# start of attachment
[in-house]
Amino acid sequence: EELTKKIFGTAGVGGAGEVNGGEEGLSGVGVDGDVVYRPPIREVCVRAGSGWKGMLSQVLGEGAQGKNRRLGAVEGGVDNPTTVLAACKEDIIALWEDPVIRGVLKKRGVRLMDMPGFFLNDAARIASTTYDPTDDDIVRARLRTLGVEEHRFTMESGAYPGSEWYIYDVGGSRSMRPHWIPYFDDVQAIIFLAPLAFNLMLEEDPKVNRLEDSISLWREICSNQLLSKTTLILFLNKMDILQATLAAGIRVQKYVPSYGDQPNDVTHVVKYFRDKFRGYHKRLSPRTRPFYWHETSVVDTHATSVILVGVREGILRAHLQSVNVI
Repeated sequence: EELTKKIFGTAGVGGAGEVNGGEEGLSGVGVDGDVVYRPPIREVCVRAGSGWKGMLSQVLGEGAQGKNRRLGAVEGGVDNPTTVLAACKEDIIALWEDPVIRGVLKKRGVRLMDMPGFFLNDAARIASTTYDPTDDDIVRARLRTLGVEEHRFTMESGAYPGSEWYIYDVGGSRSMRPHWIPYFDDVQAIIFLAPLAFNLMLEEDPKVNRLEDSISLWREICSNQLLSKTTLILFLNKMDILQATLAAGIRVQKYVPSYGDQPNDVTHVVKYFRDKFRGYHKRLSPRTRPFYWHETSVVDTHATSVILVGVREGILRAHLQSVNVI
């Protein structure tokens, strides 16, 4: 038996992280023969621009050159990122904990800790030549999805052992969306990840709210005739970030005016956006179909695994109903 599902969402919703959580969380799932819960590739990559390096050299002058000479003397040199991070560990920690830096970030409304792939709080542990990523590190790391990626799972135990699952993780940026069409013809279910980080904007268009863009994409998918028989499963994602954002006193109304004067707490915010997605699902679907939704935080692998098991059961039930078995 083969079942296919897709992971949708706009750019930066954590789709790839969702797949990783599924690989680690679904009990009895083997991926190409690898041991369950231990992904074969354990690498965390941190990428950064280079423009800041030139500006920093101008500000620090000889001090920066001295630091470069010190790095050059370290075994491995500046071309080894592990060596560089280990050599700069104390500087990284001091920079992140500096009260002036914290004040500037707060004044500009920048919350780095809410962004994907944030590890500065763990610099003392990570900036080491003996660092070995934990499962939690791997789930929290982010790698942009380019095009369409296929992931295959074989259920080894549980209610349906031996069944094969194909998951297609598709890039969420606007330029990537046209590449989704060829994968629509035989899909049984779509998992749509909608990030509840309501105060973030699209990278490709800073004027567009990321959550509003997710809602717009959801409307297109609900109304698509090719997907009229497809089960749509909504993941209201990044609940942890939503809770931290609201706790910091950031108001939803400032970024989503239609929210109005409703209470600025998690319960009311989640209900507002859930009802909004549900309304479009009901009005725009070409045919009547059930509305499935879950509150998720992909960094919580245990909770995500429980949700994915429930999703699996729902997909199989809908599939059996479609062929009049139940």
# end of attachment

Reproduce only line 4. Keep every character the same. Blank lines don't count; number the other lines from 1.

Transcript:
């Protein structure tokens, strides 16, 4: 038996992280023969621009050159990122904990800790030549999805052992969306990840709210005739970030005016956006179909695994109903 599902969402919703959580969380799932819960590739990559390096050299002058000479003397040199991070560990920690830096970030409304792939709080542990990523590190790391990626799972135990699952993780940026069409013809279910980080904007268009863009994409998918028989499963994602954002006193109304004067707490915010997605699902679907939704935080692998098991059961039930078995 083969079942296919897709992971949708706009750019930066954590789709790839969702797949990783599924690989680690679904009990009895083997991926190409690898041991369950231990992904074969354990690498965390941190990428950064280079423009800041030139500006920093101008500000620090000889001090920066001295630091470069010190790095050059370290075994491995500046071309080894592990060596560089280990050599700069104390500087990284001091920079992140500096009260002036914290004040500037707060004044500009920048919350780095809410962004994907944030590890500065763990610099003392990570900036080491003996660092070995934990499962939690791997789930929290982010790698942009380019095009369409296929992931295959074989259920080894549980209610349906031996069944094969194909998951297609598709890039969420606007330029990537046209590449989704060829994968629509035989899909049984779509998992749509909608990030509840309501105060973030699209990278490709800073004027567009990321959550509003997710809602717009959801409307297109609900109304698509090719997907009229497809089960749509909504993941209201990044609940942890939503809770931290609201706790910091950031108001939803400032970024989503239609929210109005409703209470600025998690319960009311989640209900507002859930009802909004549900309304479009009901009005725009070409045919009547059930509305499935879950509150998720992909960094919580245990909770995500429980949700994915429930999703699996729902997909199989809908599939059996479609062929009049139940």